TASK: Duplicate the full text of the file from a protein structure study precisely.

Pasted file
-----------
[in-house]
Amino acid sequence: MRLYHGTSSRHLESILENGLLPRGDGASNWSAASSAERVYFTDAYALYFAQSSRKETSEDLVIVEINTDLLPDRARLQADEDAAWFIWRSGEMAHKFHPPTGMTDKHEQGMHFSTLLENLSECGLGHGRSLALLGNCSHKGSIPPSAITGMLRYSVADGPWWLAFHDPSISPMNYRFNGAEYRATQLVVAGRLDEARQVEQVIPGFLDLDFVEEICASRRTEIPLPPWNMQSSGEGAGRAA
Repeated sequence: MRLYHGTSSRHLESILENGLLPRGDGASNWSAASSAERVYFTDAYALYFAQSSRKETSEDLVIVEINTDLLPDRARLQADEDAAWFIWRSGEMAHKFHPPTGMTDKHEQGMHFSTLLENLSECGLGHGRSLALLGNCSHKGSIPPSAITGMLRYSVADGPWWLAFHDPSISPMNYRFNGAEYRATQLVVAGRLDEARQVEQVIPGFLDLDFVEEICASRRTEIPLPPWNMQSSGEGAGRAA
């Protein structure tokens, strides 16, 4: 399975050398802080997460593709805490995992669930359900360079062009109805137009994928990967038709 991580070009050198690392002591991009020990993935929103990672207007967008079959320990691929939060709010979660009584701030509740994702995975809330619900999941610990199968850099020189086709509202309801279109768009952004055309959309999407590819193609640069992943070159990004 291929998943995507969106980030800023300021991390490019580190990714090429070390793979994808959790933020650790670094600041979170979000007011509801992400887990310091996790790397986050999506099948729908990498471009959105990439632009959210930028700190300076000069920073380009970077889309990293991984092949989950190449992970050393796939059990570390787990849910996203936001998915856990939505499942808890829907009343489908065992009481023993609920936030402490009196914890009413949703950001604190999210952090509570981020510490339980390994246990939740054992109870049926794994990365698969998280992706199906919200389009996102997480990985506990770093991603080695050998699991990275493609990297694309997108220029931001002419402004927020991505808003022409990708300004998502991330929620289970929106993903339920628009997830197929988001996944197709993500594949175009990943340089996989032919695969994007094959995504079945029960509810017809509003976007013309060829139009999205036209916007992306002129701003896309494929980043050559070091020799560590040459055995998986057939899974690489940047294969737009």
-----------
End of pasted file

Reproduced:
[in-house]
Amino acid sequence: MRLYHGTSSRHLESILENGLLPRGDGASNWSAASSAERVYFTDAYALYFAQSSRKETSEDLVIVEINTDLLPDRARLQADEDAAWFIWRSGEMAHKFHPPTGMTDKHEQGMHFSTLLENLSECGLGHGRSLALLGNCSHKGSIPPSAITGMLRYSVADGPWWLAFHDPSISPMNYRFNGAEYRATQLVVAGRLDEARQVEQVIPGFLDLDFVEEICASRRTEIPLPPWNMQSSGEGAGRAA
Repeated sequence: MRLYHGTSSRHLESILENGLLPRGDGASNWSAASSAERVYFTDAYALYFAQSSRKETSEDLVIVEINTDLLPDRARLQADEDAAWFIWRSGEMAHKFHPPTGMTDKHEQGMHFSTLLENLSECGLGHGRSLALLGNCSHKGSIPPSAITGMLRYSVADGPWWLAFHDPSISPMNYRFNGAEYRATQLVVAGRLDEARQVEQVIPGFLDLDFVEEICASRRTEIPLPPWNMQSSGEGAGRAA
């Protein structure tokens, strides 16, 4: 399975050398802080997460593709805490995992669930359900360079062009109805137009994928990967038709 991580070009050198690392002591991009020990993935929103990672207007967008079959320990691929939060709010979660009584701030509740994702995975809330619900999941610990199968850099020189086709509202309801279109768009952004055309959309999407590819193609640069992943070159990004 291929998943995507969106980030800023300021991390490019580190990714090429070390793979994808959790933020650790670094600041979170979000007011509801992400887990310091996790790397986050999506099948729908990498471009959105990439632009959210930028700190300076000069920073380009970077889309990293991984092949989950190449992970050393796939059990570390787990849910996203936001998915856990939505499942808890829907009343489908065992009481023993609920936030402490009196914890009413949703950001604190999210952090509570981020510490339980390994246990939740054992109870049926794994990365698969998280992706199906919200389009996102997480990985506990770093991603080695050998699991990275493609990297694309997108220029931001002419402004927020991505808003022409990708300004998502991330929620289970929106993903339920628009997830197929988001996944197709993500594949175009990943340089996989032919695969994007094959995504079945029960509810017809509003976007013309060829139009999205036209916007992306002129701003896309494929980043050559070091020799560590040459055995998986057939899974690489940047294969737009």